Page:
Bereavement, Loss, and Grief (cont.)

The pathway to death

People who are dying may move towards death over longer or shorter periods of time and in different ways. Different causes of death result in different paths toward death.

The pathway to death may be long and slow, sometimes lasting years, or it may be a rapid fall towards death (for example, after a car accident or sudden heart attack) when the chronic phase of the illness, if it exists at all, is short. The peaks and valleys pathway describes the patient who repeatedly gets better and then worse again (for example, a patient with AIDS or leukemia). Another pathway to death may be described as a long, slow period of failing health and then a period of stable health (for example, patients whose health gets worse and then stabilizes at a new, more limiting level). Patients on this pathway must readjust to losses in functioning ability.

Deaths from cancer often occur over a long period of time, and may involve long-term pain and suffering, and/or loss of control over one's body or mind. Deaths caused by cancer are likely to drain patients and families physically and emotionally because they occur over a long period of time.

Anticipatory grief

Anticipatory grief is the normal mourning that occurs when a patient or family is expecting a death. Anticipatory grief has many of the same symptoms as those experienced after a death has occurred. It includes all of the thinking, feeling, cultural, and social reactions to an expected death that are felt by the patient and family.

Anticipatory grief includes depression, extreme concern for the dying person, preparing for the death, and adjusting to changes caused by the death. Anticipatory grief gives the family more time to slowly get used to the reality of the loss. People are able to complete unfinished business with the dying person (for example, saying "good-bye," "I love you," or "I forgive you").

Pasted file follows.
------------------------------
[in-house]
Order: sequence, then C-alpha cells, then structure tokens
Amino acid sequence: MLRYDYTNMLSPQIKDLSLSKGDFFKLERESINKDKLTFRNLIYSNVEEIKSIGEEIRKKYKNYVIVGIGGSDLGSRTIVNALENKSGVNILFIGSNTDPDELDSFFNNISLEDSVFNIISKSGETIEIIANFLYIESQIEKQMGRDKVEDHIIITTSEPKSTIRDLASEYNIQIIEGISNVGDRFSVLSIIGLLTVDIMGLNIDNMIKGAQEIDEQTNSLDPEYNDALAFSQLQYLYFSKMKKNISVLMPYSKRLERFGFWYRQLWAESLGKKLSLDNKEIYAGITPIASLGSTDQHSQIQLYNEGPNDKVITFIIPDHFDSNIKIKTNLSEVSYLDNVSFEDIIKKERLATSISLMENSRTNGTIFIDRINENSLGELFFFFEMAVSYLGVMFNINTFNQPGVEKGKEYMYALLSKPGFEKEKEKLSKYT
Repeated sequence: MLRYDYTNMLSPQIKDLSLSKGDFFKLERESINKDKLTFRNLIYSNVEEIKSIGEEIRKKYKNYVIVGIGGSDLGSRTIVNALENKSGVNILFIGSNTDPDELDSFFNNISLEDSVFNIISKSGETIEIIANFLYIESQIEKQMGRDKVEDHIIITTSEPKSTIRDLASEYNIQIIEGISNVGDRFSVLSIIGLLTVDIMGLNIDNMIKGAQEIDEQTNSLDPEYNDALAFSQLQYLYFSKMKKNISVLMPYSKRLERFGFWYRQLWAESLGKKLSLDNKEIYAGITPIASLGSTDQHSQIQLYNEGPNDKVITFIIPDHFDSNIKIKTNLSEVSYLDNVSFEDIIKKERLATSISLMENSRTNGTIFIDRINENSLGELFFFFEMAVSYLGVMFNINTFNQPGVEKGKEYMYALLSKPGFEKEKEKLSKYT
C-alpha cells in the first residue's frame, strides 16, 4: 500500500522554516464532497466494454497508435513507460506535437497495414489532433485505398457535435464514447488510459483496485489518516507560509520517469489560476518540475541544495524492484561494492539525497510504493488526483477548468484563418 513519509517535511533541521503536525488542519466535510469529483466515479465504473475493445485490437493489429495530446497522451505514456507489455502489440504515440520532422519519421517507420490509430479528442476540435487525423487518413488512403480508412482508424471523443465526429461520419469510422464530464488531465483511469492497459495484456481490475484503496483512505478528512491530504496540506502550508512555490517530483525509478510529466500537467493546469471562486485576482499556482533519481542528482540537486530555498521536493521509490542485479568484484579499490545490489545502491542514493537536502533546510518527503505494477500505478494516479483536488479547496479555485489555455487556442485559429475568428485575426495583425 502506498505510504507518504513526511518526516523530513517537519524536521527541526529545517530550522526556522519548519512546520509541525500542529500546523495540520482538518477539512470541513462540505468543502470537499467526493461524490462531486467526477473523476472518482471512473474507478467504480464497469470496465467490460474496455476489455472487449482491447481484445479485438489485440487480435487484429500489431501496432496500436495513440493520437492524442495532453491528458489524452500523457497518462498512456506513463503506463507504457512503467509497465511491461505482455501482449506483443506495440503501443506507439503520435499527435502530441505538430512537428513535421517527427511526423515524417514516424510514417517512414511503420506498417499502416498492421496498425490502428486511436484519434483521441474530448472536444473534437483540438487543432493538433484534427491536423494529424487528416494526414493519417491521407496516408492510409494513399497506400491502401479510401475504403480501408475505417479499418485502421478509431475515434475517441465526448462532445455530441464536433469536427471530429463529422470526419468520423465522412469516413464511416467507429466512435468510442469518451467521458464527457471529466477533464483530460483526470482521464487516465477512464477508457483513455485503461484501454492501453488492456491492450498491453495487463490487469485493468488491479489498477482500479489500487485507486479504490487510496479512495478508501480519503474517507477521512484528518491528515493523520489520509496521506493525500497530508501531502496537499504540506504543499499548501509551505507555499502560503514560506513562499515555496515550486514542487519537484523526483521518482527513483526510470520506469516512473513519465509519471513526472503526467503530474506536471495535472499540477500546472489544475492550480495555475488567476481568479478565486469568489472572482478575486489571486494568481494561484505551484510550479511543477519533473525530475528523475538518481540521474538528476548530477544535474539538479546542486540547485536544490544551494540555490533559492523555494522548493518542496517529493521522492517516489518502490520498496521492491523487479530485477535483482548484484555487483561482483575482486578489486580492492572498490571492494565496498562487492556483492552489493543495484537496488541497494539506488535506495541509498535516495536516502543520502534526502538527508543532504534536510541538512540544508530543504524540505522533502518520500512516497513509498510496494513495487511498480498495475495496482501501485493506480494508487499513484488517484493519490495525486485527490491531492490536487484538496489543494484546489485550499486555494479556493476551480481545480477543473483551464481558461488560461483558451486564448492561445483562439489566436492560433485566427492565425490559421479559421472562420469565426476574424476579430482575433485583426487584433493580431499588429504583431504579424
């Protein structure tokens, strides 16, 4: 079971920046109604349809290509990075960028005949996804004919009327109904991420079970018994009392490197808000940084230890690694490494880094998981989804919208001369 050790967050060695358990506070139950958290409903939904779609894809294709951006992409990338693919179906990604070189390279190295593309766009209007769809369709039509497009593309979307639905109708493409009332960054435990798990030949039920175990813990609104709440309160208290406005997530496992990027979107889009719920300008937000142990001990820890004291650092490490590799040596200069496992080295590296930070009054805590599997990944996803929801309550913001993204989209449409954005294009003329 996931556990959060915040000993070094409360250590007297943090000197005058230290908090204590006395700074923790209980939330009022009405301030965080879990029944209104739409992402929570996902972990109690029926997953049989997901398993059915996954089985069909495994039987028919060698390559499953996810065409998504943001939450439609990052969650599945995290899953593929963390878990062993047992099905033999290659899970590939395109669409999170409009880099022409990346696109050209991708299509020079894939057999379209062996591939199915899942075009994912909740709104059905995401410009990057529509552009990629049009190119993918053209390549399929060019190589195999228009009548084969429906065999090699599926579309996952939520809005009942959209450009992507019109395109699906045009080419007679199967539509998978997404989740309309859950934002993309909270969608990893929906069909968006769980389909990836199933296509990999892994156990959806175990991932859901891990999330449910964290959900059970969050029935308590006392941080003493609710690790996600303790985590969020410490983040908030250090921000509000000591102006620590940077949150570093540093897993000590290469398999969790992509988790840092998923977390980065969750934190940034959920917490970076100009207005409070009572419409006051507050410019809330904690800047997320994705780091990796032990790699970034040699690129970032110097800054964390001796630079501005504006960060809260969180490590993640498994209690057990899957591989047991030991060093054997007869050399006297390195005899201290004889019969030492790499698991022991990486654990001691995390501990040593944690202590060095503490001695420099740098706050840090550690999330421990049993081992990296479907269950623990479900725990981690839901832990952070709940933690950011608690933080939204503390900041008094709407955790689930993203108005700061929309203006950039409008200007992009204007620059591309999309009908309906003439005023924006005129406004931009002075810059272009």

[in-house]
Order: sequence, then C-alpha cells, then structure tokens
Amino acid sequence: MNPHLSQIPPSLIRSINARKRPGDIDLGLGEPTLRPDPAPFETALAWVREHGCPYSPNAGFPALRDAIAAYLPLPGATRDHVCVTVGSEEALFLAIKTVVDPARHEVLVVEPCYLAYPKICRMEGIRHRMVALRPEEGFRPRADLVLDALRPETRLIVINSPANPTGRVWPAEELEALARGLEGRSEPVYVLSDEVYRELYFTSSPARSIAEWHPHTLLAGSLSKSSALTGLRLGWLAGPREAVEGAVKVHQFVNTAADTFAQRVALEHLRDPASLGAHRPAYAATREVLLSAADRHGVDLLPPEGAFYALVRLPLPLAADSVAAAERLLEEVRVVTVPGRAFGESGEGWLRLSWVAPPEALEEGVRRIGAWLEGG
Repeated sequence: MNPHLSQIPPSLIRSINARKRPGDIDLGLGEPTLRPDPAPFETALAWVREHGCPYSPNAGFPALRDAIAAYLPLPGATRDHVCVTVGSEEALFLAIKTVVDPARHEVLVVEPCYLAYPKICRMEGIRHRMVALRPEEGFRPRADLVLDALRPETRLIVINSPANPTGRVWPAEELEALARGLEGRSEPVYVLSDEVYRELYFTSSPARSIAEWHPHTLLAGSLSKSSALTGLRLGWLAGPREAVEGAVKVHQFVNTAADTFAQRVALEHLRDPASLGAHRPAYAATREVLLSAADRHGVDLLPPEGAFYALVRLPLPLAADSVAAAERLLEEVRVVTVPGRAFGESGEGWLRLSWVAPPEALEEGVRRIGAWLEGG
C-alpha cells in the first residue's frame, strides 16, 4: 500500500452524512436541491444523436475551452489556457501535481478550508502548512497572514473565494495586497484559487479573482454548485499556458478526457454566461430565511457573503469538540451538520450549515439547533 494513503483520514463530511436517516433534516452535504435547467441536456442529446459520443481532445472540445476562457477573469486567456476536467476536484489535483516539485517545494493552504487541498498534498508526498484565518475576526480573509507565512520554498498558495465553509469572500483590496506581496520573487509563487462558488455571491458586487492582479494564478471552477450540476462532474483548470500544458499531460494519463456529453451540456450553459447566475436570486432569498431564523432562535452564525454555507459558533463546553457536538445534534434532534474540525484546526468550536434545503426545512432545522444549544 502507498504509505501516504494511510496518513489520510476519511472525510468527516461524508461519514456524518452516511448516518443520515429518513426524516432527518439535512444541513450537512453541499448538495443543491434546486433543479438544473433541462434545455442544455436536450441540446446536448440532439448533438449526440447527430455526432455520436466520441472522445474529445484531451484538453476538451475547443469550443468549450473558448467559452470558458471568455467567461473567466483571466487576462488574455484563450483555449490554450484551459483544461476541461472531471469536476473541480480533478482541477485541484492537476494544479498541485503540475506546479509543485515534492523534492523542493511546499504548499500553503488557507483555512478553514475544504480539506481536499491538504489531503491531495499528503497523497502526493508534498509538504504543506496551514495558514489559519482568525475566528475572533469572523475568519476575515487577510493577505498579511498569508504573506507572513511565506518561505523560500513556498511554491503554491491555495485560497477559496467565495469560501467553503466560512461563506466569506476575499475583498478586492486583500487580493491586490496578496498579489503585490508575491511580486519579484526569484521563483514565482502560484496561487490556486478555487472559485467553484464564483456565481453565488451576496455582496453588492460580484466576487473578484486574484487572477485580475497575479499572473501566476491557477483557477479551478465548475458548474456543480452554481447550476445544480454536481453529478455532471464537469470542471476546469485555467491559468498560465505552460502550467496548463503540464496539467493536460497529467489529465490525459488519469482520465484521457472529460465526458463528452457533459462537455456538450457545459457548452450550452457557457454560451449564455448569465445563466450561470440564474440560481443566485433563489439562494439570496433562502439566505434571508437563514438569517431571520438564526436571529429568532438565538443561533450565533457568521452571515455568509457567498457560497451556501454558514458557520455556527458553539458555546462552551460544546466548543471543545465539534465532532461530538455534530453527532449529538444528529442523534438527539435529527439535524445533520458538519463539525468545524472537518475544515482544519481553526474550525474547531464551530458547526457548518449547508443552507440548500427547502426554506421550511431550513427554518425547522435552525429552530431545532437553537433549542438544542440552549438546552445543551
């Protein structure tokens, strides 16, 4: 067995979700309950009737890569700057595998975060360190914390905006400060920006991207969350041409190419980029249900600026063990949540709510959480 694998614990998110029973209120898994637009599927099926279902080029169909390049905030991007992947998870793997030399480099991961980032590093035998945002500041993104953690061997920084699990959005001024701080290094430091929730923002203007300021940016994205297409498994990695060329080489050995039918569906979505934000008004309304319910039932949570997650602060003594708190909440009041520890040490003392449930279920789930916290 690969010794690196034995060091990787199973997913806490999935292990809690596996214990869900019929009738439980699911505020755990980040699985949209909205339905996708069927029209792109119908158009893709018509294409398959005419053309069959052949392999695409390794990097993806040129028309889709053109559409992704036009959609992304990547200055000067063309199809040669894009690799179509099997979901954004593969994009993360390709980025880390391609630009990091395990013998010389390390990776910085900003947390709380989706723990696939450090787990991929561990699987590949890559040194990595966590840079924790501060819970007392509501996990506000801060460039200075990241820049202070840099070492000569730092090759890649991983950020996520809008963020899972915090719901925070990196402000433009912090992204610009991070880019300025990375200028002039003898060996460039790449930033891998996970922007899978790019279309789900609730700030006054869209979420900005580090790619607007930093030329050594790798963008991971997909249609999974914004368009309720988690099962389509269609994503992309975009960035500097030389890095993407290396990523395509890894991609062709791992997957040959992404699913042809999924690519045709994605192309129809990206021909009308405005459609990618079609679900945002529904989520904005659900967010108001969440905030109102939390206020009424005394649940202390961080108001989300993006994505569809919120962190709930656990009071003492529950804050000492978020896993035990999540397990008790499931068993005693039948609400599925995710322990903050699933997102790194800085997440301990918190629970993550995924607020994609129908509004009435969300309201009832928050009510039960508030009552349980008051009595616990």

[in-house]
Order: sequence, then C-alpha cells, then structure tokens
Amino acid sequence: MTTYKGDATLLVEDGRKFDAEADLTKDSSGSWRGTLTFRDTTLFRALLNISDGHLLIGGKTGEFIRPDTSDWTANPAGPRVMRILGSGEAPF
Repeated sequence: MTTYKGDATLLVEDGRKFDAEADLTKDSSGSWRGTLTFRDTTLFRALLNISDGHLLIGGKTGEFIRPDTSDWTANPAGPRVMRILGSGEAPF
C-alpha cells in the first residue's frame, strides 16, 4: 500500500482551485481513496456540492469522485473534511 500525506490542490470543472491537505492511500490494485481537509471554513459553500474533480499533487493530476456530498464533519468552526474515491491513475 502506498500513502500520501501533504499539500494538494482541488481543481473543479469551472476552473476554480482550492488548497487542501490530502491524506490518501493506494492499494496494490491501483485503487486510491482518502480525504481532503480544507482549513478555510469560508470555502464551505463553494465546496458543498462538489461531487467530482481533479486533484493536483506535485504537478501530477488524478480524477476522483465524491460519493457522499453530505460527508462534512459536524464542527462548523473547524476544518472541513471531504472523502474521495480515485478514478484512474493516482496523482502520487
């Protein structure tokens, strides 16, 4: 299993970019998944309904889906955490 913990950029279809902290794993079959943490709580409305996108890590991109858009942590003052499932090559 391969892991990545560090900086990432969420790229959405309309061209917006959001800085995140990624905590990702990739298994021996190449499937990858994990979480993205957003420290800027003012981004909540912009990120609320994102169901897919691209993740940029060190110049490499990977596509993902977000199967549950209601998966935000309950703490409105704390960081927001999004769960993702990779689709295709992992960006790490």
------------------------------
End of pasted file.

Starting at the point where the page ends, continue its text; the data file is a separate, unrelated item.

Anticipatory grief may not always occur. Anticipatory grief does not mean that before the death, a person feels the same kind of grief as the grief felt after a death. There is not a set amount of grief that a person will feel. The grief experienced before a death does not make the grief after the death last a shorter amount of time.

Grief that follows an unplanned death is different from anticipatory grief. Unplanned loss may overwhelm the coping abilities of a person, making normal functioning impossible. Mourners may not be able to realize the total impact of their loss. Even though the person recognizes that the loss occurred, he or she may not be able to accept the loss mentally and emotionally. Following an unexpected death, the mourner may feel that the world no longer has order and does not make sense.

Some people believe that anticipatory grief is rare. To accept a loved one's death while he or she is still alive may leave the mourner feeling that the dying patient has been abandoned. Expecting the loss often makes the attachment to the dying person stronger. Although anticipatory grief may help the family, the dying person may experience too much grief, causing the patient to become withdrawn.



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